http://www.unionleader.com/article.aspx?articleId=be1f78b0-b1ef-45bc-981a-01cc8c4fa08e&headline=Pat+Buchanan%3a+End+of+La+Dolce+Vita

    Pat Buchanan: End of La Dolce Vita

    By PAT BUCHANAN

    Tuesday, May. 11, 2010

    Are Europe and America headed to where Athens is today?

    To answer the question, consider what brought Greece to where she is -- running ...[text shortened]... ce sheets of the biggest banks in Europe.

    Then the banks would have to be bailed out.

    ...
    Well Greece led the way for the formation of Western Civilization and now they led the charge for her decline. Brilliant!!
  9. 29 May '10 12:03
    Originally posted by zeeblebot
    ...

    And America is not all that far behind.

    While the federal deficit is not 14 percent of GDP, it was 10 percent in 2009 and may reach 11 percent in 2010. Trillion-dollar deficits are projected through the decade, bringing the public debt -- held by citizens, companies, foreign governments and sovereign wealth funds -- close to 100 percent of GDP.
    ...[text shortened]... .

    That we are witnessing Oswald Spengler's "Decline of the West" seems undeniable.

    ...
    I cry foul. If my country is going to follow the path of Greece they can at least give me shorter work weeks and a higher salary in the interim. I feel as though I have been short changed by my country in its path to financial ruin.
  10. 29 May '10 12:08
    Why do y'all want things to go bad so badly?
  11. Subscriber Wajoma
    Die Cheeseburger
    29 May '10 12:20
    Originally posted by KazetNagorra
    Why do y'all want things to go bad so badly?
    You're asking yourself that? You're the big guvamint fan.
  12. 29 May '10 12:46 / 1 edit
    Originally posted by KazetNagorra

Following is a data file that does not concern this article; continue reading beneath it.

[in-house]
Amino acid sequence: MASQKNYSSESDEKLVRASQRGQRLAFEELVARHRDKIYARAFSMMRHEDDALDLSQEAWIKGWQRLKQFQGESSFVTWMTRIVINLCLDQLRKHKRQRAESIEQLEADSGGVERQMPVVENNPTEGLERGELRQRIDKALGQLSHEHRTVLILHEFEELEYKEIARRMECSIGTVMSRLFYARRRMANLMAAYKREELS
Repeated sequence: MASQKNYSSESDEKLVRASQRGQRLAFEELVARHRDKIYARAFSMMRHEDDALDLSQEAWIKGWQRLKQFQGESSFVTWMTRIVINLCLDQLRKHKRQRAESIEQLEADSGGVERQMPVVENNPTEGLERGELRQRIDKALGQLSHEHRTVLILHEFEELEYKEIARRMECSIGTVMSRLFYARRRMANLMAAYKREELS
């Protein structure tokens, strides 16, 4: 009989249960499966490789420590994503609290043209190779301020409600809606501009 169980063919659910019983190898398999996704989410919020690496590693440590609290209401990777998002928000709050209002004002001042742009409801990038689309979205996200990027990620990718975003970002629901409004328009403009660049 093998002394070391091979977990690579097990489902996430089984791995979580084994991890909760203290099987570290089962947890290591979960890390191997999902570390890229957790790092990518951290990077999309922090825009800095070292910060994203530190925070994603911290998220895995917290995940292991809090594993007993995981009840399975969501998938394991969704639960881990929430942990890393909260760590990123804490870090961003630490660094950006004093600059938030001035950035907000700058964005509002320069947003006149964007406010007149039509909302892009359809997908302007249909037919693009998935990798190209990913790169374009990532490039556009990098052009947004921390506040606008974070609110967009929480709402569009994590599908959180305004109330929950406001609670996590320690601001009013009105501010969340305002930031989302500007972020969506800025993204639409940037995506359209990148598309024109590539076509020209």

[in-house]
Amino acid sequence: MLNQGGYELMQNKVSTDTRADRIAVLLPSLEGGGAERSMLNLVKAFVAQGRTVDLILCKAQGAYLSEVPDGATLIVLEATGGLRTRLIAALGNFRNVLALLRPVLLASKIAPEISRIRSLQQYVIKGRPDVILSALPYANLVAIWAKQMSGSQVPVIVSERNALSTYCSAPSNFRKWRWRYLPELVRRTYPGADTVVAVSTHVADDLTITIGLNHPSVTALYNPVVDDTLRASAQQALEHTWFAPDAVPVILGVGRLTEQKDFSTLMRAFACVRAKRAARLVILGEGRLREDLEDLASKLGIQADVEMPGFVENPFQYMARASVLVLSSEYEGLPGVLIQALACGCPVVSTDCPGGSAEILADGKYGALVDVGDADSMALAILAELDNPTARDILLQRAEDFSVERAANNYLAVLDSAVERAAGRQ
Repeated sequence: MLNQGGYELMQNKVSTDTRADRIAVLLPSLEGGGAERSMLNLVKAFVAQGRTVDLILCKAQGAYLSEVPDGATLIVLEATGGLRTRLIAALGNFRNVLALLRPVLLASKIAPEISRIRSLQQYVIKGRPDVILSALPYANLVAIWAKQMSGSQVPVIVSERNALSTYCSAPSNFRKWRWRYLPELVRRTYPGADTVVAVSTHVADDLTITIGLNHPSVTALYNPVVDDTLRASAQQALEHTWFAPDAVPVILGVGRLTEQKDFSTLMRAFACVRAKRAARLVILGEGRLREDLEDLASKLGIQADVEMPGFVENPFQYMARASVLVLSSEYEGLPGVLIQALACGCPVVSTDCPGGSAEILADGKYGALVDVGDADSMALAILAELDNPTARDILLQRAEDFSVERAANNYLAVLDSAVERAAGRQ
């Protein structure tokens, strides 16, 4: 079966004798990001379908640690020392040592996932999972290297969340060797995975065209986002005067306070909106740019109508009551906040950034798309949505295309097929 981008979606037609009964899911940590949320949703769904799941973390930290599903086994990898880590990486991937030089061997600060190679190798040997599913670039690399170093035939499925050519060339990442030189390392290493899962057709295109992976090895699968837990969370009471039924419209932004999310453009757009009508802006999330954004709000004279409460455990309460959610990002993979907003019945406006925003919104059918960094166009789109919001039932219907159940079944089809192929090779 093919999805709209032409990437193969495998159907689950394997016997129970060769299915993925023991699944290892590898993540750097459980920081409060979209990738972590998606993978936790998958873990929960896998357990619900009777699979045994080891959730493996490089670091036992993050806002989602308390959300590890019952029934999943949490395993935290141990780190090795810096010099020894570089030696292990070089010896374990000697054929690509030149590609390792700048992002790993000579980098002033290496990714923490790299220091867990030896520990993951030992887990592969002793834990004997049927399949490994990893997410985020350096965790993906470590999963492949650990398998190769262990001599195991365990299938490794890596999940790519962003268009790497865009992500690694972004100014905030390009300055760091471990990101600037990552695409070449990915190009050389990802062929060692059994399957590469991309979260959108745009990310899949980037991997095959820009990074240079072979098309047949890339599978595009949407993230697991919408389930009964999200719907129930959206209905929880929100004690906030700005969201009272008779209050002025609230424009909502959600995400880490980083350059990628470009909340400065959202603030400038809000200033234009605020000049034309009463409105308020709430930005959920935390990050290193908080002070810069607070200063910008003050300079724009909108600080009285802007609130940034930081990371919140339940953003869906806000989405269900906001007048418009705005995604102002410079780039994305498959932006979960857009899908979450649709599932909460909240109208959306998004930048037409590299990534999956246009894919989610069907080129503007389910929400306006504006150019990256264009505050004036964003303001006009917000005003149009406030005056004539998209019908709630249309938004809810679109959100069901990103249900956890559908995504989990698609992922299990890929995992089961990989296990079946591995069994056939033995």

Why do y'all want things to go bad so badly?
    So you think we all "willed" this crisis to occur? We simply have a pulse and take a look around from time to time.
  13. 29 May '10 14:19
    Originally posted by whodey
    So you think we all "willed" this crisis to occur? We simply have a pulse and take a look around from time to time.
    If it wasn't for tax evasion, Greece wouldn't have a deficit. We could sustain European welfare provision quite easily if it wasn't for citizens cheating on their taxes.

    Regarding the OP, I do think the demographic issue is important; basically, we can afford the welfare state more easily if we replace our population. And if you ask European women how many children they want, the answer is substantially above replacement level. So I'd like to see all European countries pursuing policies to encourage childbearing - high family allowances, strong nursery provision, support for women who want to pursue a career and motherhood at the same time. It's what the countries need, and what their citizens want. France and the Nordic countries have implemented such policies, and their fertility rates are close to replacement rate again.
  14. Subscriber Wajoma
    Die Cheeseburger
    30 May '10 06:17
    Originally posted by Teinosuke
    If it wasn't for tax evasion, Greece wouldn't have a deficit. We could sustain European welfare provision quite easily if it wasn't for citizens cheating on their taxes.

    Regarding the OP, I do think the demographic issue is important; basically, we can afford the welfare state more easily if we replace our population. And if you ask European women how m ...[text shortened]... e implemented such policies, and their fertility rates are close to replacement rate again.
    Higher taxes lead to higher tax evasion. While the tax rate in Greece is bad enough they like to make out social security contributions are something besides tax - they're not.

    The black market is something to be cultivated and grown, I use cash only and make a point of telling tradesmen and the like a receipt is not necessary.
  15. 30 May '10 08:19 / 1 edit
    Originally posted by Wajoma
    Higher taxes lead to higher tax evasion. While the tax rate in Greece is bad enough they like to make out social security contributions are something besides tax - they're not.

    The black market is something to be cultivated and grown, I use cash only and make a point of telling tradesmen and the like a receipt is not necessary.
    Tax evasion in Greece is a lot higher than in e.g. Sweden. Obviously, tax evasion is determined mostly by how easily one can dodge taxes, not how high taxes are. If no one checks whether or not you pay a 1% tax, no one will pay it.

    It's very revealing how you are now promoting fraud.